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Biol Lett. 2017 Oct;13(10). pii: 20170406. doi: 10.1098/rsbl.2017.0406.

Great cormorants reveal overlooked secondary dispersal of plants and invertebrates by piscivorous waterbirds.

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Department of Aquatic Ecology, Netherlands Institute of Ecology (NIOO-KNAW), Droevendaalsesteeg 10, 6708 PB Wageningen, The Netherlands
Department of Botany, University of Debrecen, Egyetem sq. 1, Debrecen 4032, Hungary.
Department of Aquatic Resources, Swedish University of Agricultural Sciences, Turistgatan 5, 453 30 Lysekil, Sweden.
Department of Wetland Ecology, Estación Biológica de Doñana, EBD-CSIC, Américo Vespucio 26, 41092 Sevilla, Spain.


In wetland ecosystems, birds and fish are important dispersal vectors for plants and invertebrates, but the consequences of their interactions as vectors are unknown. Darwin suggested that piscivorous birds carry out secondary dispersal of seeds and invertebrates via predation on fish. We tested this hypothesis in the great cormorant (Phalacrocorax carbo L.). Cormorants regurgitate pellets daily, which we collected at seven European locations and examined for intact propagules. One-third of pellets contained at least one intact plant seed, with seeds from 16 families covering a broad range of freshwater, marine and terrestrial habitats. Of 21 plant species, only two have an endozoochory dispersal syndrome, compared with five for water and eight for unassisted dispersal syndromes. One-fifth of the pellets contained at least one intact propagule of aquatic invertebrates from seven taxa. Secondary dispersal by piscivorous birds may be vital to maintain connectivity in meta-populations and between river catchments, and in the movement of plants and invertebrates in response to climate change. Secondary dispersal pathways associated with complex food webs must be studied in detail if we are to understand species movements in a changing world.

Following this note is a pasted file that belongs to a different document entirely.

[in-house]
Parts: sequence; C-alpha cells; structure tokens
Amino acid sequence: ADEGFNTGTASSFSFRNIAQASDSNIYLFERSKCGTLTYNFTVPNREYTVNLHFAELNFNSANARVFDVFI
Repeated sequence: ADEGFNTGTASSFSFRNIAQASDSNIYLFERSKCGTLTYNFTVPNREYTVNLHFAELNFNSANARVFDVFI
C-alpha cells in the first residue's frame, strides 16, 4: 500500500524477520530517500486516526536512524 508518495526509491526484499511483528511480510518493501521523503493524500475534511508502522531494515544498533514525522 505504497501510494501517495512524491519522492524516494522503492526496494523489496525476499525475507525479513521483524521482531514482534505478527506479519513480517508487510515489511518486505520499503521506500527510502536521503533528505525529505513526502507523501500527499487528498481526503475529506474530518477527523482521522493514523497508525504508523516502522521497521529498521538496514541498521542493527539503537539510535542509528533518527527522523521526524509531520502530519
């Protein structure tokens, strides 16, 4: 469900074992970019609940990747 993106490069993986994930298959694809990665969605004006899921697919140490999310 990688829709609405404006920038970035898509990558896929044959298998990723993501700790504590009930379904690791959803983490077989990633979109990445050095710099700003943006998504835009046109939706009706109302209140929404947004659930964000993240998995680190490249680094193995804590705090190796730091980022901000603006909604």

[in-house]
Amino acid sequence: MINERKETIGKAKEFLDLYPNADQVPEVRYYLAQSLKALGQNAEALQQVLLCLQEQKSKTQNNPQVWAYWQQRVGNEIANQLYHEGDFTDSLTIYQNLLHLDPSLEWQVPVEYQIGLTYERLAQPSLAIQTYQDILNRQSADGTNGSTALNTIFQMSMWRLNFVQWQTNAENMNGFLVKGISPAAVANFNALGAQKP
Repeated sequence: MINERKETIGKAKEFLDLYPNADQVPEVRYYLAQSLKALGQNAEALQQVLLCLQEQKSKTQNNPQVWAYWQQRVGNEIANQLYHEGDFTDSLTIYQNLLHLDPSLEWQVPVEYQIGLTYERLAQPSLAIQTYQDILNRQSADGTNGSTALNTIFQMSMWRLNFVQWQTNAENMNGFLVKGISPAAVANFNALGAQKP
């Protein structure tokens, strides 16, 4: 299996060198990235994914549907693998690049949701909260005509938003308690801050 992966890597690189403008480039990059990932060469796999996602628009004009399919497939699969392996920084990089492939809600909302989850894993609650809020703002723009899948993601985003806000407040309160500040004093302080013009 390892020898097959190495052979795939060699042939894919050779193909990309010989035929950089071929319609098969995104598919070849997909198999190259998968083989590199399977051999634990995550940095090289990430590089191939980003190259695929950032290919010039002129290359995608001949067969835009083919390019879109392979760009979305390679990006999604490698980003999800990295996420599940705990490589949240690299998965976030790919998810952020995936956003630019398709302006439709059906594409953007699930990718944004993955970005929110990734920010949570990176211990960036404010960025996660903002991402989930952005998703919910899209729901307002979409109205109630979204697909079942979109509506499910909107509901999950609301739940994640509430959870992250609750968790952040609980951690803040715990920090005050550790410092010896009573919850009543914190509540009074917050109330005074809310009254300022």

endozoochory; fish; great cormorant Phalacrocorax carbo; piscivory; seed dispersal; wetland

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